But that wasn’t going to happen.  At least, not before the family dinner.  Not with Drew only able to check pawn shops on his lunch hour and Pam unable to do much of anything except crunch numbers.  Not with all of these little bits of information that didn’t seem to go together or make sense.

Pam heard Drew barrel into the house, front door slamming shut, and her mood darkened at the noise.  She was nowhere near finished with this mess of books and now her husband was home.

“Hey, Pam,” Drew said, coming in to the kitchen.  Pam could feel his energy, bouncing waves of it, and it made the black cloud over her head rumble.  At this very moment, she had no idea how anyone could be happy after a day of work without alcohol nor did she understand how grown adults didn’t know how subtraction worked.

Drew kissed her on the temple and then looked over her shoulder at the spread of papers and numbers.

“Rough day at the office?”

Pam glared at him, but sighed at the sight of his dirty face, the little hint of a sweet smile under the grime.  She shook her head and went back to her numbers.

“It is a wonder how high schools unleash people on society without the basic knowledge to add, subtract, or a work a damn calculator,” she said.

“If they did, you wouldn’t have a job.”

“Ha ha.”

Drew made his way to the counter and checked the contents of the crockpot.

“Smells good,” he said, replacing the lid.

“It’ll be ready in about half an hour,” Pam said.

“Are you ready for a break?” he asked.

Pam sighed irritably.

“My day has been filled with breaks.  I haven’t been able to complete a thought without my phone ringing because our families insist that we have the family potluck here this month.  Your mother has been driving me crazy and she’s had help from the consummate pro that is my mother.  And on top of all of that, your dingbat of a sister-in-law has been bugging me about what I’m going to make for the potluck so we don’t make the same thing.”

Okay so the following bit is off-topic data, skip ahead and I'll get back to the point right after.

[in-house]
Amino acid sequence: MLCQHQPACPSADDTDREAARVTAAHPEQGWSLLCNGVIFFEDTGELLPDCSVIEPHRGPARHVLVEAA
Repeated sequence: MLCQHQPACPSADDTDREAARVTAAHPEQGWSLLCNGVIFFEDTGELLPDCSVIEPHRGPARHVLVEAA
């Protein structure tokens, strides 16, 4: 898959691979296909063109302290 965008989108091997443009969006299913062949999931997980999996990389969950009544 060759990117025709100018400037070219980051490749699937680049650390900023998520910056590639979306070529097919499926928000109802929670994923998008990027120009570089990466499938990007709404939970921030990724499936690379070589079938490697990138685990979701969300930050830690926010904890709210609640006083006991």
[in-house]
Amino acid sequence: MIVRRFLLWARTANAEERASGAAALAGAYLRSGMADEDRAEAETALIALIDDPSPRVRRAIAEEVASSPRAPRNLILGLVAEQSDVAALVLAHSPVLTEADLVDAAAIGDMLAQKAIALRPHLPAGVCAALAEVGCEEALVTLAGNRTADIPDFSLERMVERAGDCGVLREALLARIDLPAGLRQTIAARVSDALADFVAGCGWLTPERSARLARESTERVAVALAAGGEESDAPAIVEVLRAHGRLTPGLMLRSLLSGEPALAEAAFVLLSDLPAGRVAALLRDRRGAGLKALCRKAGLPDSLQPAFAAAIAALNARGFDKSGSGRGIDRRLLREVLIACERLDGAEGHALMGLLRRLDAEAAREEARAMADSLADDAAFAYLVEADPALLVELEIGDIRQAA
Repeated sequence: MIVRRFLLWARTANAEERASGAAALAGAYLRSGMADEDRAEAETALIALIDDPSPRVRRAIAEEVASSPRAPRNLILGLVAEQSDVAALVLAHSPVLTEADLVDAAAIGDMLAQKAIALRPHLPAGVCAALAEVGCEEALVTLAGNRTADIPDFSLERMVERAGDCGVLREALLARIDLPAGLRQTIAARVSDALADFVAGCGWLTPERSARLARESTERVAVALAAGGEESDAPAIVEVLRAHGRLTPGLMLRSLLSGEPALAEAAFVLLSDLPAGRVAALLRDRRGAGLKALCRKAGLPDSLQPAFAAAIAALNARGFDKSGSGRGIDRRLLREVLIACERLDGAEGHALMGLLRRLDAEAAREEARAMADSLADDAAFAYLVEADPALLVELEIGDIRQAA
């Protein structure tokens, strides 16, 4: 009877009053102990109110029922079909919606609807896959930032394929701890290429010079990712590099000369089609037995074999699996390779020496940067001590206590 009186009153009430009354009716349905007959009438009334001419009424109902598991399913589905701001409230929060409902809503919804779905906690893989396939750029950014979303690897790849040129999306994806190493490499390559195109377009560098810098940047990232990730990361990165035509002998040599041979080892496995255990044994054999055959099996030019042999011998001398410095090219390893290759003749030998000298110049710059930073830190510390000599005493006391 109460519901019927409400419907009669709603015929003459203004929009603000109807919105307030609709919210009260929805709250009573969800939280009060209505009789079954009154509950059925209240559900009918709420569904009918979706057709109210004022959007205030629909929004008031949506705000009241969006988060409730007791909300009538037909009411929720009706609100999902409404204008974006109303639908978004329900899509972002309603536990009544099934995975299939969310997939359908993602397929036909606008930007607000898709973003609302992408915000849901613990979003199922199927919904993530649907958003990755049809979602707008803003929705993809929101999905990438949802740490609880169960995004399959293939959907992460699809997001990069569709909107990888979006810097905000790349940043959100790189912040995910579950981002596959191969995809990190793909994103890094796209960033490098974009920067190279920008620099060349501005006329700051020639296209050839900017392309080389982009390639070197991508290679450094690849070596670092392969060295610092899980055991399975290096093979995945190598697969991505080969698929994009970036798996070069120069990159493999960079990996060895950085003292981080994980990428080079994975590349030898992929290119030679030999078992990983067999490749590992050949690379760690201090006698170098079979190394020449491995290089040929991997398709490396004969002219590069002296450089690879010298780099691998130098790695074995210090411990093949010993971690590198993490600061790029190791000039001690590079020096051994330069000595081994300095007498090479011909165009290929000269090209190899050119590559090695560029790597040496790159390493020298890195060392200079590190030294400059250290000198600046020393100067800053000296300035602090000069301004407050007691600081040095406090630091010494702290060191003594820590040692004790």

Pam didn’t have to look at Drew to know he was rolling his eyes.  Daisy did this every family dinner, trying to figure out what Pam was making so she could make the same thing and make Pam look bad.  Pam started telling her she was making one thing and then would make another because it was an easy way to make Daisy mad enough she wouldn’t talk to Pam and Pam would get something she wanted to eat, but didn’t want to make at the potluck.

“I finally told her that I was making pulled chicken so she’d stop calling me with suggestions and questions.  I’ll make pulled pork.”

“So, we’re really having this thing at our house?” Drew asked, pulling out the chair next to her and sitting down.

“Unless one of us dies or the house burns down, neither of our mothers are accepting any excuses,” Pam said bitterly.  “If I’m feeling generous, I’ll clean before they come over.  But right now, I’m not feeling too hospitable.”

“Well, listen, I need you to stop and listen for a second,” Drew said.

“I really can’t right now, Drew,” Pam said.  She’d been looking for the source of this major number mess and she was sure she was getting close.  She didn’t want to stop now.

“Please, Pam.  It’s really important.”

Pam knew that tone of voice.  Drew wouldn’t relent until she paid attention to him.  With an irritated sigh, she put her finger on the column to mark her place and then looked at her husband.

“Guess what I found out?”

“That your wife doesn’t like to be stopped in the middle of her work to play guessing games?”

“Close!” Drew said cheerfully and Pam rolled her eyes, smiling in spite of herself.  “I found Winchester’s watch.”